- Books, Literature, and Writing»
- Poems & Poetry
Play A Harp Before A Cow
The Modern Version
A Chinese proverb tells a story about a foolish musician play music for his cows. But according modern science, he might be not foolish at all. Some experiments shows that cows will produce more milk if they are stimulated with music. Here is the story:
Once up on a time, there lived a musician named GongMing Yi. He was very good at playing the Zheng, a plucked string instrument. But he also behaved foolishly sometimes.
One day, he saw a cow eating grass in the field near his house. He was inspired by the scene and ran outside to play a tune for the cow. Gong Mingyi played beautifully and he himself was intoxicated by the music. But the cow paid no heed to the elegant sounds. It simply focused its attention on eating the grass. Gong Mingyi was surprised to see that. He couldn't understand why the cow was so indifferent to his performance. Obviously, it is not because his performance is poor. But the cow neither understood nor appreciated his elegant music!
From that story comes the idiom "Play the lute to a cow", which implies that someone speaks or writes without considering his audience. In general speaking, the speaker or writer has over-estimated his listeners or readers. In these cases, the idiom mocks the audience rather than the speaker.
The original version
This modern version of playing a Guqin for a cow normally used to explain the meaning and origin of the "four character idiom" - Dui Niu Tan Qin (to cow play lute), only stressing the foolishness of the ancient musician. But this is only half of the story, the original version first appeared in a book Mou zi Which is one of the earliest Buddhism introductory works wrote by Mou Rong in East Han Dynasty (25-220).
Some people challenged Mou zi and asked: you said Buddhism classics are as deep as sea, as ancient as Long River, as beautiful as satin embroidery, but why do you always answer me with Confucianism classics instead of Buddhism classics themselves?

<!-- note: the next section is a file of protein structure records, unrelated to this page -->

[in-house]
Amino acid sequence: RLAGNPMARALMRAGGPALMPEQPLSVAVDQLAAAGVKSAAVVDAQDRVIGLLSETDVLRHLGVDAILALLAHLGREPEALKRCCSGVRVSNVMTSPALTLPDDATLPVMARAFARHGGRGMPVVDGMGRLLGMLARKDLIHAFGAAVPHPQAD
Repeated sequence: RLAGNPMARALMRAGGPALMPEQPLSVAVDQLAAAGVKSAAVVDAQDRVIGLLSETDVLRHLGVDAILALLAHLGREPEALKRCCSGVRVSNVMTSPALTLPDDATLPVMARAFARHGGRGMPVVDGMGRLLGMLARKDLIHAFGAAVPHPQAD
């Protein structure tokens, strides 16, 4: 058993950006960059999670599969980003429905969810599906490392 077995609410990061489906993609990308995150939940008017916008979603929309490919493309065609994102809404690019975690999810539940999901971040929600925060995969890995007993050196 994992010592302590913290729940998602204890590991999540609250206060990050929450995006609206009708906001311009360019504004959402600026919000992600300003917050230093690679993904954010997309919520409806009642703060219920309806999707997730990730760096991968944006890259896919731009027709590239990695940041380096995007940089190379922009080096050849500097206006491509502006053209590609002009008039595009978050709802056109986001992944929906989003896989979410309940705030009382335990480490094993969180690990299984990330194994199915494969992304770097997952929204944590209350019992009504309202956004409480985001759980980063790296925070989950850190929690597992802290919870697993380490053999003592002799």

Mou Zi answered as this: People who are thirsty don't need to drink from the river or sea, people who are hungry don't need to wait until open the granary. A speech is made for its right audience, a book is written for it understanding reader, Buddhism is there waiting for the witty people. If I talk about Buddhism for you, just as useless as talking five colors with blind, and discussing music with the deaf.
Then Mou zi made this story: Gongming Yi at first played classical musics for cow, but the cow kept grazing on the grass, as if it didn't hear the music; but Gongming Yi turned to make some buzzing noise of flies, the cow began flapping its ears, shaking its head, and waging its tail, as if it was annoyed by the flies, and tried to get rid of the them; then Gongming Yi played some Moo Moo sound of a calf, the cow lifted up its dead, and listened very carefully.
What Mouzi tried to say is, to talk with a person in his own language, to introduce Buddhism theory through what all Chinese could understand, that is Chinese traditional Ruism or Confucianism.
When Christian came to China, they did same localisation job, translated Bible into Chinese dialects, made explanation by quoting Analects, Mencius, etc., which are familiar to all Chinese.